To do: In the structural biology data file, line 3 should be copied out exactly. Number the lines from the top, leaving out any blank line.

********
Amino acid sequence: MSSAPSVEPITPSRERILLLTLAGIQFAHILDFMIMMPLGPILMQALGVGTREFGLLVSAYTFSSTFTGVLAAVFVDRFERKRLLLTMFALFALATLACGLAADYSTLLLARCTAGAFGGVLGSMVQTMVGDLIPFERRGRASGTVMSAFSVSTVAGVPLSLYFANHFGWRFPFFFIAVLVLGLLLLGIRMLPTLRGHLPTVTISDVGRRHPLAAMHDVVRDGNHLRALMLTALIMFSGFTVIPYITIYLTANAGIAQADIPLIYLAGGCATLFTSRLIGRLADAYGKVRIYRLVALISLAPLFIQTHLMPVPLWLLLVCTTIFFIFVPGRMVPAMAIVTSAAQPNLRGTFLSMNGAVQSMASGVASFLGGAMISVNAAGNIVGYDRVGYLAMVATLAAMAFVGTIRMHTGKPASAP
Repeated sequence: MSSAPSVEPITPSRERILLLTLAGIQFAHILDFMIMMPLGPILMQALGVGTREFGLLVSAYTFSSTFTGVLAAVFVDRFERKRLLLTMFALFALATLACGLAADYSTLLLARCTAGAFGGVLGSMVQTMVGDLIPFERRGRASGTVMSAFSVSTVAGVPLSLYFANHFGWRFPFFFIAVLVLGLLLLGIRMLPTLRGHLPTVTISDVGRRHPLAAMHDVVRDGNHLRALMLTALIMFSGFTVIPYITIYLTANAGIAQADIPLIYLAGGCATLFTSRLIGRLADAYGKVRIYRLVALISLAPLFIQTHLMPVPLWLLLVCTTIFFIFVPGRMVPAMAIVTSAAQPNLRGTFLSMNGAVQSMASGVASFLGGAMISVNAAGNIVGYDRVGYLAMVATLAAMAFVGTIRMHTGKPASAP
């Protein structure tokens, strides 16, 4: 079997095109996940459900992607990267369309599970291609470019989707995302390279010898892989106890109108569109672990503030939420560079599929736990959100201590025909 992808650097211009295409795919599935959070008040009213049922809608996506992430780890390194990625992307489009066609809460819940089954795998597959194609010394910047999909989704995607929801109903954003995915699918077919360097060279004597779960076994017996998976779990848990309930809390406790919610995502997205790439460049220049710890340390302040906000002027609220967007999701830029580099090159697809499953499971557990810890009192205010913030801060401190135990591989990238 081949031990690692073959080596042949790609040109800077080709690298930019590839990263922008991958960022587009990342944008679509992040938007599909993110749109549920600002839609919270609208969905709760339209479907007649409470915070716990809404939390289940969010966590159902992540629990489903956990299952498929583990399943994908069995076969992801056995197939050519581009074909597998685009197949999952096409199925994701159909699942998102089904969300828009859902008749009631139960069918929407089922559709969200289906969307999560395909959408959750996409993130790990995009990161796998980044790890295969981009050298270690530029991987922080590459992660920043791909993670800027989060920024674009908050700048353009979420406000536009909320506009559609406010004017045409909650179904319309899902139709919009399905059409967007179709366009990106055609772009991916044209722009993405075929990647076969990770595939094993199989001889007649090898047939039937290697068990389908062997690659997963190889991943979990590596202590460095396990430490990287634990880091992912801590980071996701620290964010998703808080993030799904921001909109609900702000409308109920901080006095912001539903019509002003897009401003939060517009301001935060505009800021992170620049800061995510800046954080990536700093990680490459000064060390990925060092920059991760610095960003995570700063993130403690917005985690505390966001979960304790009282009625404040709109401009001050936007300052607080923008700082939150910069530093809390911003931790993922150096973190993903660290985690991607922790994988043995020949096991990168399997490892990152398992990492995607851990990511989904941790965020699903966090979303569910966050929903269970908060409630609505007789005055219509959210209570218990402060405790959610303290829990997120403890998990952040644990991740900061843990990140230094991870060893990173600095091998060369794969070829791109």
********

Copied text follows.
């Protein structure tokens, strides 16, 4: 079997095109996940459900992607990267369309599970291609470019989707995302390279010898892989106890109108569109672990503030939420560079599929736990959100201590025909 992808650097211009295409795919599935959070008040009213049922809608996506992430780890390194990625992307489009066609809460819940089954795998597959194609010394910047999909989704995607929801109903954003995915699918077919360097060279004597779960076994017996998976779990848990309930809390406790919610995502997205790439460049220049710890340390302040906000002027609220967007999701830029580099090159697809499953499971557990810890009192205010913030801060401190135990591989990238 081949031990690692073959080596042949790609040109800077080709690298930019590839990263922008991958960022587009990342944008679509992040938007599909993110749109549920600002839609919270609208969905709760339209479907007649409470915070716990809404939390289940969010966590159902992540629990489903956990299952498929583990399943994908069995076969992801056995197939050519581009074909597998685009197949999952096409199925994701159909699942998102089904969300828009859902008749009631139960069918929407089922559709969200289906969307999560395909959408959750996409993130790990995009990161796998980044790890295969981009050298270690530029991987922080590459992660920043791909993670800027989060920024674009908050700048353009979420406000536009909320506009559609406010004017045409909650179904319309899902139709919009399905059409967007179709366009990106055609772009991916044209722009993405075929990647076969990770595939094993199989001889007649090898047939039937290697068990389908062997690659997963190889991943979990590596202590460095396990430490990287634990880091992912801590980071996701620290964010998703808080993030799904921001909109609900702000409308109920901080006095912001539903019509002003897009401003939060517009301001935060505009800021992170620049800061995510800046954080990536700093990680490459000064060390990925060092920059991760610095960003995570700063993130403690917005985690505390966001979960304790009282009625404040709109401009001050936007300052607080923008700082939150910069530093809390911003931790993922150096973190993903660290985690991607922790994988043995020949096991990168399997490892990152398992990492995607851990990511989904941790965020699903966090979303569910966050929903269970908060409630609505007789005055219509959210209570218990402060405790959610303290829990997120403890998990952040644990991740900061843990990140230094991870060893990173600095091998060369794969070829791109």